Snapshots: January

Oops, I did it again. Keeping up a blog when I’m bogged down with school work galore really is a challenge. One of my resolutions this year was to make the dreams that I have a reality.  Currently, I’m trying to figure out minors and internships, that will make those dreams of travel and fulfilled wanderlust more attainable in the upcoming months, so please excuse my absence from writing all the little things I’ve been doing.  A little recap of life in the Pacific Northwest: we’ve had some rain (and by some, I mean most days), trekked out of Seattle to see a waterfall with a friend, my mom visited for the weekend and finally I’ve been hit hard with the flu in the last week. So life has been going on, but there’s been very little time for an update. Instead of writing a day to day recap, here’s a few snapshots of life for the time I’ve been gone.

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A wintery Saturday morning drive to Snoqualmie Falls, expecting a hike and finding this view only a 5 minute walk from the parking lot.

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Stunning sights of Seattle’s harbor from the Great Wheel – never thought I’d get my mom up on a ferris wheel on her own will!

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All smiles when my mom comes to visit this rainy city.

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Downtown Seattle at dusk, getting ready to shine during the night.

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A beautiful sunset to end the weekend with my mom, found at Kerry Park in Queen Anne.

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Photos of the three roommates usually end up like this amongst the giggling and falling.

IMG_5005Another amazing Seattle sunset on campus, keeping my California spirits happy.

Writing is very cathartic for me, so these little entries give me time to reflect on all that is good in my life and knock me out of whatever funk I’ve gotten myself into.  Hopefully I’ll have a little bit more of a schedule with updating, but in the mean time, I hope that everyone’s Februarys are happy and healthy!

Until next time, catch me on instagram.

Western Ireland + Cliffs of Moher

I’m not so sure I agree with the list of the seven wonders of the world. Sure, the places listed are incredible and I truly hope to visit each and every one of them one day – but what defines wonder? The dictionary says “a feeling of surprise mingled with admiration, caused by something beautiful, unfamiliar, unexpected or inexplicable”.  If wonder is taken as in this definition, then finding a place that elicits these emotions must be pretty personal.  I’d say that there are a lot of places in my life that have caused me to feel full of admiration for nature.  At age 20, my list of wonder-full adventures is already lengthy, and this most recent trip to western Ireland certainly earned a spot on the growing archive.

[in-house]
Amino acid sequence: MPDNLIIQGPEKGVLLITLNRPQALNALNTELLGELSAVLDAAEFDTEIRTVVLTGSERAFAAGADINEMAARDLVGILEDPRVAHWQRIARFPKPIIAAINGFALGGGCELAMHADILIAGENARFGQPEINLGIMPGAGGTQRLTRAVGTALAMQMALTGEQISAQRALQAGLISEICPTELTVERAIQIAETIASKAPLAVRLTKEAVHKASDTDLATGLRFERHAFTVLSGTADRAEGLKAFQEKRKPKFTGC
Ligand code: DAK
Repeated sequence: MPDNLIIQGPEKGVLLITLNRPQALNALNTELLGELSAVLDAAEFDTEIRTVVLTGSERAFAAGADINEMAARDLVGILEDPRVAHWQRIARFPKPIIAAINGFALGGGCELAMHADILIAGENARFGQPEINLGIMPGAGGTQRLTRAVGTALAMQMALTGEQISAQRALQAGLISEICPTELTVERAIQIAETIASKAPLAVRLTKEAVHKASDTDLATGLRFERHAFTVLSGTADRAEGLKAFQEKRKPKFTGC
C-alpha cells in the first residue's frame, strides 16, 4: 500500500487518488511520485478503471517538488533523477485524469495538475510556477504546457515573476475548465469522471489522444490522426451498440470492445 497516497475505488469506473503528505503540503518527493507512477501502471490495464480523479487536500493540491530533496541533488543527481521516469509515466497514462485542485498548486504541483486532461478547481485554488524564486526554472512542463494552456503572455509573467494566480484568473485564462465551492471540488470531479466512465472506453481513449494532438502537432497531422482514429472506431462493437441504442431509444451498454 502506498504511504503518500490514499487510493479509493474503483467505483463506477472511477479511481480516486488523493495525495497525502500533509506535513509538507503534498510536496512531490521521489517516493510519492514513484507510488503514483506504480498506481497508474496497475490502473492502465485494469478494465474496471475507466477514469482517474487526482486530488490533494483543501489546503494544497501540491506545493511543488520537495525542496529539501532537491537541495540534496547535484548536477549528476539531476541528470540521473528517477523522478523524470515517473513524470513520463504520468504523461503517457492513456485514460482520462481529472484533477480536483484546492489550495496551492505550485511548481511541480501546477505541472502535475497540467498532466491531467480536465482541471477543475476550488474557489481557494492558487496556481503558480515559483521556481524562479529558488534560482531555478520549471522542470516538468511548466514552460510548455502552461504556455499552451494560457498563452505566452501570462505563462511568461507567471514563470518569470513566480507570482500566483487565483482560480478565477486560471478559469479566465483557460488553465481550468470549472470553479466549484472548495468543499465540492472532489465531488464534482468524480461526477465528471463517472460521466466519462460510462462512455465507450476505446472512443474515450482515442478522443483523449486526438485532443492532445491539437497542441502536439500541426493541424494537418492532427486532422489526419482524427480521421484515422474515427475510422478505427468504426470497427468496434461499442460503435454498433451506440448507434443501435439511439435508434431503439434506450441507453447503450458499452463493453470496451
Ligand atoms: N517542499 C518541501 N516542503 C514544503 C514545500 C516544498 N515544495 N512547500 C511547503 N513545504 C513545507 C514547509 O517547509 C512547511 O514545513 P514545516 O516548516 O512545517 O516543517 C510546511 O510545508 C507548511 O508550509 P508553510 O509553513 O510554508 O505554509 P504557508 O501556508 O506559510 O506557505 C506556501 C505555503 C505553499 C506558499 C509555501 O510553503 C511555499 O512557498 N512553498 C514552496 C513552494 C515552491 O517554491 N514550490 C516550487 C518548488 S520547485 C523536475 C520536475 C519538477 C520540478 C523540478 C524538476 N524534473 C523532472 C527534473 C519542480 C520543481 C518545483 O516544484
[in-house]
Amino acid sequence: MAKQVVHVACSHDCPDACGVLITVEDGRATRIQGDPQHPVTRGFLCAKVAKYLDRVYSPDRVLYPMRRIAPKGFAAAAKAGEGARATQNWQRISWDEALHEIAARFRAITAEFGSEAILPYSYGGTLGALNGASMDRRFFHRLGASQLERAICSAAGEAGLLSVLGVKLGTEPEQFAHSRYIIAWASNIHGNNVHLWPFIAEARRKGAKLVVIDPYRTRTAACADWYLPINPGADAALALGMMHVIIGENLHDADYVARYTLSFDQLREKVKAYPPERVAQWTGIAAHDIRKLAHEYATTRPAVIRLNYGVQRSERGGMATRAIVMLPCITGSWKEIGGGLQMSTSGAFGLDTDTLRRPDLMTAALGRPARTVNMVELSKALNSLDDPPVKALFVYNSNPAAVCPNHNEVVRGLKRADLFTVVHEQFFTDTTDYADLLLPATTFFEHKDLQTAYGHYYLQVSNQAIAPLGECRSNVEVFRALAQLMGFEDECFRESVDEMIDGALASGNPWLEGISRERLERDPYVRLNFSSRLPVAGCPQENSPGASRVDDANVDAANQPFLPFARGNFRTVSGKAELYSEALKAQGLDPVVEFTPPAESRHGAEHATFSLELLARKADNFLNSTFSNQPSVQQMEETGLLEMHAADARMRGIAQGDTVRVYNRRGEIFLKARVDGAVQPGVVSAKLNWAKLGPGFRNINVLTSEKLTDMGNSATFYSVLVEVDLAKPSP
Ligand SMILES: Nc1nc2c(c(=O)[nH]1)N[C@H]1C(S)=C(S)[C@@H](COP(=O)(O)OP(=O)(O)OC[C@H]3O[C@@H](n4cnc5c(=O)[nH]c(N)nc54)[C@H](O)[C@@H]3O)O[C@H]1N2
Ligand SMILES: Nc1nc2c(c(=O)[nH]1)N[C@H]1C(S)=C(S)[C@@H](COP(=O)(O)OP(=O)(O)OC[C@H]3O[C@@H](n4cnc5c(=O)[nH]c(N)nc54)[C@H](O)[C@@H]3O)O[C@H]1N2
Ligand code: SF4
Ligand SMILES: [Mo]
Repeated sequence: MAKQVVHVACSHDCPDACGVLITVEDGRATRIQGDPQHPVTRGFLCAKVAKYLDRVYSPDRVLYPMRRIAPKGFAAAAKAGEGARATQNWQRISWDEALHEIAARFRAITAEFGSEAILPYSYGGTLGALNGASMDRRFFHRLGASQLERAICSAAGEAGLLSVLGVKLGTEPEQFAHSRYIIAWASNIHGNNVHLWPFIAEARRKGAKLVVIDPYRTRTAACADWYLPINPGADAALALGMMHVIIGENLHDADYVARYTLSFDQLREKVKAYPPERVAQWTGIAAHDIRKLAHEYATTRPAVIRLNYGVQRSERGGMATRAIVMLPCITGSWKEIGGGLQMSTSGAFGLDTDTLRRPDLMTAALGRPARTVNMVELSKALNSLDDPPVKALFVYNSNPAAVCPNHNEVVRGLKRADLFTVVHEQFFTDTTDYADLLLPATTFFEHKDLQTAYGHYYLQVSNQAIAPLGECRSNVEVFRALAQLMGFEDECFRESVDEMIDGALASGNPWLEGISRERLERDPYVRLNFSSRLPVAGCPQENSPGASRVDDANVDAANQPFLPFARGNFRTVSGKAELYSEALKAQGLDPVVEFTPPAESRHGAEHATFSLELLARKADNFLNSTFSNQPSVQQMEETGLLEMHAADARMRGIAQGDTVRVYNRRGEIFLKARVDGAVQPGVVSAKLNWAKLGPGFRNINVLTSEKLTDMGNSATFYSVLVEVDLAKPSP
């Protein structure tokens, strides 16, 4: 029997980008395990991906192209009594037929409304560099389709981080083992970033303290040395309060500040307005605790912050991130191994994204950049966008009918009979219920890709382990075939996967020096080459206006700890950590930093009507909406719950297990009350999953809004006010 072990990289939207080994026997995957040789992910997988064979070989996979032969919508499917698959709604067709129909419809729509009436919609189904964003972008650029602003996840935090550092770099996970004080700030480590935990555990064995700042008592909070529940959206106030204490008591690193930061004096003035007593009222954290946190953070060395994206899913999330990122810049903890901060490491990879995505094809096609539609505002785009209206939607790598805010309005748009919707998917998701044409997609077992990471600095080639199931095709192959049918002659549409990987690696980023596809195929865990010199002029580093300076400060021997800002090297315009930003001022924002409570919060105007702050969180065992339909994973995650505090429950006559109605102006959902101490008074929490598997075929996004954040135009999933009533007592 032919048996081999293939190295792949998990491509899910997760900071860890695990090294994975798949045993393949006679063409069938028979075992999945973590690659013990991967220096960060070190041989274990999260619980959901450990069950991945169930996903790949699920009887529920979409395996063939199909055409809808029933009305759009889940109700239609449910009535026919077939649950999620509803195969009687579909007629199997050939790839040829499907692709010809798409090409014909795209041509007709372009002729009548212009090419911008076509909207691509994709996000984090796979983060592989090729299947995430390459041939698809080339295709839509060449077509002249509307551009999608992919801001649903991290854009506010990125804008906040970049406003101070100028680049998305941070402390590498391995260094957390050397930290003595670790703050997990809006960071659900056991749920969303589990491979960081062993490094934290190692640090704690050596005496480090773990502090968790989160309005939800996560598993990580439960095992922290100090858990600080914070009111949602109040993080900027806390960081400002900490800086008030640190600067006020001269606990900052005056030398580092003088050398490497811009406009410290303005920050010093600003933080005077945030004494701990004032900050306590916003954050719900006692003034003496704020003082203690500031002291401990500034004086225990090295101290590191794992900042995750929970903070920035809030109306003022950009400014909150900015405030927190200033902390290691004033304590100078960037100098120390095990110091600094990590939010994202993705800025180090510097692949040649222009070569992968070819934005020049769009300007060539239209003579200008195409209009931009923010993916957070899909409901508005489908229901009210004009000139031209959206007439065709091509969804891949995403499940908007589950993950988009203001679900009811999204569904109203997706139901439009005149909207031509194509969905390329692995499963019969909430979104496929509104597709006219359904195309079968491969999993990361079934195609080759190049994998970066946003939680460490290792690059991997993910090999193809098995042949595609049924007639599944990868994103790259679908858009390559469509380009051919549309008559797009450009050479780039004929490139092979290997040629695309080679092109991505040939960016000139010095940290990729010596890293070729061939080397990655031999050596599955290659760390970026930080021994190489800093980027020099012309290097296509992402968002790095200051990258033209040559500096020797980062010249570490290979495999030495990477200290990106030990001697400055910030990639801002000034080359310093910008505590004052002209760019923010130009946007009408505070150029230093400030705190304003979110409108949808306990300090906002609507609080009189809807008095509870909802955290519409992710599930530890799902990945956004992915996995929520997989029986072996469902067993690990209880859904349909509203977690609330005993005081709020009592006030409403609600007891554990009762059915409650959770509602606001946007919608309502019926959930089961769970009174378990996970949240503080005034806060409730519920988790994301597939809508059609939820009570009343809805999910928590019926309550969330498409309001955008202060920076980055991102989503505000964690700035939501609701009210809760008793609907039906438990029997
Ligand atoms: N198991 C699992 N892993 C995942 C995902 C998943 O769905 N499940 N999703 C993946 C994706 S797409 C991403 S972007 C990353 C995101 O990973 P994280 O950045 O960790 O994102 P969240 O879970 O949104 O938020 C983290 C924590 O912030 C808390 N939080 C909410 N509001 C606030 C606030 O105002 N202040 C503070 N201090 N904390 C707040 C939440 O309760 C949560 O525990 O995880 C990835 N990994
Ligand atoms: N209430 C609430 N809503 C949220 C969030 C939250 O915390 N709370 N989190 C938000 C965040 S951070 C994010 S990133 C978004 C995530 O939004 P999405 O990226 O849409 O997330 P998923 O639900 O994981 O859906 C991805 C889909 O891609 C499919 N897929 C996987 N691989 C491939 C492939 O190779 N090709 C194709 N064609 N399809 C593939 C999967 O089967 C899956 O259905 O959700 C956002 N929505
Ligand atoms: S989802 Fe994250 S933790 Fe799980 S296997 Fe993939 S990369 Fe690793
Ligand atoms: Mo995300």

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It astounds me how rural parts of Ireland are. The drive to the other side of the country took us a mere three hours – you can’t even get across California in that amount of time.  Throughout the rainy drive, there were pastures of cows and sheep, small cottages and very little traffic on the roads; then again it was around 8 AM on Tuesday morning. Our first stop was to Kinvara, a small fishing town in Galway Bay.  This pit stop was only about 10 minutes long, because the town consisted of a few ships in the water, some closed shops and a little spread of houses in the surrounding fields. Regardless of the small amount of time we spent there, the views of the Atlantic Ocean were really beautiful. Clumps of seaweed floated along the coastline and a couple ships were sailing out to the ocean – this quiet, little town was full of wonder to me.

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About twenty minutes further down the Atlantic Way are the ruins of Corcomroe Abbey.  When I think of ruins, I typically picture of old churches that are full of really old graves. This abbey was certainly old but some of the graves there were not from too long ago.  The collapsed ceiling and the aged stone was shining brightly from the cloud covered sun.  While walking around the abbey ruins, I found several little doors and windows that were so tiny and being ever-curious, I took it upon myself to climb through each and every one.